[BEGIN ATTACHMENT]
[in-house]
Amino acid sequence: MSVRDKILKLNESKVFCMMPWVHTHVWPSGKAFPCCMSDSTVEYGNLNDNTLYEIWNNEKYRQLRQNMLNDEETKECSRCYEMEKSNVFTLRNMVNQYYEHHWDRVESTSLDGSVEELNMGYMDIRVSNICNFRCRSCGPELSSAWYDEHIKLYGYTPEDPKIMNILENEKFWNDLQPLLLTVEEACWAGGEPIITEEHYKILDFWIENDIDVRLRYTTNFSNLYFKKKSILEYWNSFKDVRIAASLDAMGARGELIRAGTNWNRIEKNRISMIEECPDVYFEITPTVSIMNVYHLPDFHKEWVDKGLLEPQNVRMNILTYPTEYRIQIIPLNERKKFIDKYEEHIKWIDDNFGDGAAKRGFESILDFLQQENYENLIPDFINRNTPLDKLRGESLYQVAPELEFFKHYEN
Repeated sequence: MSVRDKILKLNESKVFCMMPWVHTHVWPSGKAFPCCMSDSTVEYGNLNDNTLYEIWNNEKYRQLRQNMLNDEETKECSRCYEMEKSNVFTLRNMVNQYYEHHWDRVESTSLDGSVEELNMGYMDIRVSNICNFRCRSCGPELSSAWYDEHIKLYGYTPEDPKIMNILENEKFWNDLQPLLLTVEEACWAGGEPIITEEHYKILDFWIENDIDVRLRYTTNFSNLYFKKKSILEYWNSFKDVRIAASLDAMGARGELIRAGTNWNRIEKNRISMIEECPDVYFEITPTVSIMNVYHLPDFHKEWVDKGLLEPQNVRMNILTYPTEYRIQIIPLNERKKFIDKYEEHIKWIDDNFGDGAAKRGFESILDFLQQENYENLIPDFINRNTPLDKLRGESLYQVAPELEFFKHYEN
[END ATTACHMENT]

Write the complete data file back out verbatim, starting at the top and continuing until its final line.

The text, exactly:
[in-house]
Amino acid sequence: MSVRDKILKLNESKVFCMMPWVHTHVWPSGKAFPCCMSDSTVEYGNLNDNTLYEIWNNEKYRQLRQNMLNDEETKECSRCYEMEKSNVFTLRNMVNQYYEHHWDRVESTSLDGSVEELNMGYMDIRVSNICNFRCRSCGPELSSAWYDEHIKLYGYTPEDPKIMNILENEKFWNDLQPLLLTVEEACWAGGEPIITEEHYKILDFWIENDIDVRLRYTTNFSNLYFKKKSILEYWNSFKDVRIAASLDAMGARGELIRAGTNWNRIEKNRISMIEECPDVYFEITPTVSIMNVYHLPDFHKEWVDKGLLEPQNVRMNILTYPTEYRIQIIPLNERKKFIDKYEEHIKWIDDNFGDGAAKRGFESILDFLQQENYENLIPDFINRNTPLDKLRGESLYQVAPELEFFKHYEN
Repeated sequence: MSVRDKILKLNESKVFCMMPWVHTHVWPSGKAFPCCMSDSTVEYGNLNDNTLYEIWNNEKYRQLRQNMLNDEETKECSRCYEMEKSNVFTLRNMVNQYYEHHWDRVESTSLDGSVEELNMGYMDIRVSNICNFRCRSCGPELSSAWYDEHIKLYGYTPEDPKIMNILENEKFWNDLQPLLLTVEEACWAGGEPIITEEHYKILDFWIENDIDVRLRYTTNFSNLYFKKKSILEYWNSFKDVRIAASLDAMGARGELIRAGTNWNRIEKNRISMIEECPDVYFEITPTVSIMNVYHLPDFHKEWVDKGLLEPQNVRMNILTYPTEYRIQIIPLNERKKFIDKYEEHIKWIDDNFGDGAAKRGFESILDFLQQENYENLIPDFINRNTPLDKLRGESLYQVAPELEFFKHYEN